*Auto sales up close

November's numbers are beginning to come in this morning and as expected, they're pretty bad. Ford was down 30.6 percent and even Toyota fell 33.9 percent. GM, Chrysler and the others release their figures later today. The automakers do not break out local sales, but we do have the number of new vehicle registrations through October. They, too, are pretty bad. In the L.A. area, October registrations fell almost 40 percent, with the domestic automakers faring a lot worse than the Japanese. But as you can see, everybody was taking huge hits.

--Buick, down 69.6 percent
--Chrysler, down 65.4 percent
--Chevrolet, down 60.3 percent
--Nissan, down 46.2 percent
--Lexus, down 44.5 percent
--Dodge, down 41.9 percent
--Pontiac, down 39.5 percent
--Toyota, down 29.1 percent
--Mercedes, down 26.5 percent
--Honda, down 22.1 percent

These results, courtesy of the Southland Motor Car Dealers Association, can be sliced and diced in any number of ways. The year-to-date percentages, for example, aren't quite as bleak (Honda is only down 4.5 percent through October). Also keep in mind that some brands have a relatively small number of registrations each month, so the percentages can be skewed. But letís be honest: thereís no way to understate whatís going on. From the NYT:

Though G.M., Ford and Chrysler have been hit hardest because they sell higher percentages of trucks and sport utility vehicles, this has been an unpleasant year for foreign carmakers like Toyota and Honda as well. Those companies have been deeply discounting their vehicles, something they have done only sparingly before. Toyotaís discounts averaged $1,908 a vehicle, an all-time high for the company, according to Edmunds.com. Toyota offered zero-percent loans on 11 models. Incentives were more than $3,000 a vehicle for the Detroit automakers, but the average for each company was down slightly from October.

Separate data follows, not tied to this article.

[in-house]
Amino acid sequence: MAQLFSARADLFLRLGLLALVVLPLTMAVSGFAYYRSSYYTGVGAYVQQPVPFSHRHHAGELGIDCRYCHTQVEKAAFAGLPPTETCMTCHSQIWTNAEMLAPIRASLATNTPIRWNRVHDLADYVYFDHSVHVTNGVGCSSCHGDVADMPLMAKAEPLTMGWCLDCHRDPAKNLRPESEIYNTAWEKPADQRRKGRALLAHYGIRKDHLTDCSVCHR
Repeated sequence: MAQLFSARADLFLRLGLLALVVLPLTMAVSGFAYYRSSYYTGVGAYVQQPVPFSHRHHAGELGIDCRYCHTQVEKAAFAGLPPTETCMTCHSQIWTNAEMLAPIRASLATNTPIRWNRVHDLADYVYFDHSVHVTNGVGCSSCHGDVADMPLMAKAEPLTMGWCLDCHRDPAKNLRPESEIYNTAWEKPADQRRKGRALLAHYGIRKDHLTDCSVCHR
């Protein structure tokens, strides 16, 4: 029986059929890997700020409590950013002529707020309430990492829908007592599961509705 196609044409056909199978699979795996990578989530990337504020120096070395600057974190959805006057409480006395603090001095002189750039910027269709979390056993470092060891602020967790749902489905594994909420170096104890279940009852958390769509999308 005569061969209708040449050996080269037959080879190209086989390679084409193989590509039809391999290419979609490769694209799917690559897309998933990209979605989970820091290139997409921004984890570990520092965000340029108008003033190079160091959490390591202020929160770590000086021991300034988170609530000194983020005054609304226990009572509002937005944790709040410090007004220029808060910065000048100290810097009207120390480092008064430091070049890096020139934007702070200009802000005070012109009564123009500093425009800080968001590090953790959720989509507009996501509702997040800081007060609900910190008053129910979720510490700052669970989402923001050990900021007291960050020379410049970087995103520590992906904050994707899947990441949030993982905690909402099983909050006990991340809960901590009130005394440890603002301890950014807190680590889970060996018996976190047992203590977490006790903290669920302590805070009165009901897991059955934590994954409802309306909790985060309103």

*GM sales in November were down 41 percent.

More by Mark Lacter:
American-US Air settlement with DOJ includes small tweak at LAX
Socal housing market going nowhere fast
Amazon keeps pushing for faster L.A. delivery
Another rugged quarter for Tribune Co. papers
How does Stanford compete with the big boys?
Those awful infographics that promise to explain and only distort
Best to low-ball today's employment report
Further fallout from airport shootings
Crazy opening for Twitter*
Should Twitter be valued at $18 billion?
Recent stories:
Letter from Down Under: Welcome to the Homogenocene
One last Florida photo
Signs of Saturday: No refund
'I Am Woman,' hear them roar
Bobcat crossing

New at LA Observed
On the Media Page
Go to Media

On the Politics Page
Go to Politics
Arts and culture

Sign up for daily email from LA Observed

Enter your email address:

Delivered by FeedBurner

Mark Lacter
Mark Lacter created the LA Biz Observed blog in 2006. He posted until the day before his death on Nov. 13, 2013.
Mark Lacter, business writer and editor was 59
The multi-talented Mark Lacter
LA Observed on Twitter and Facebook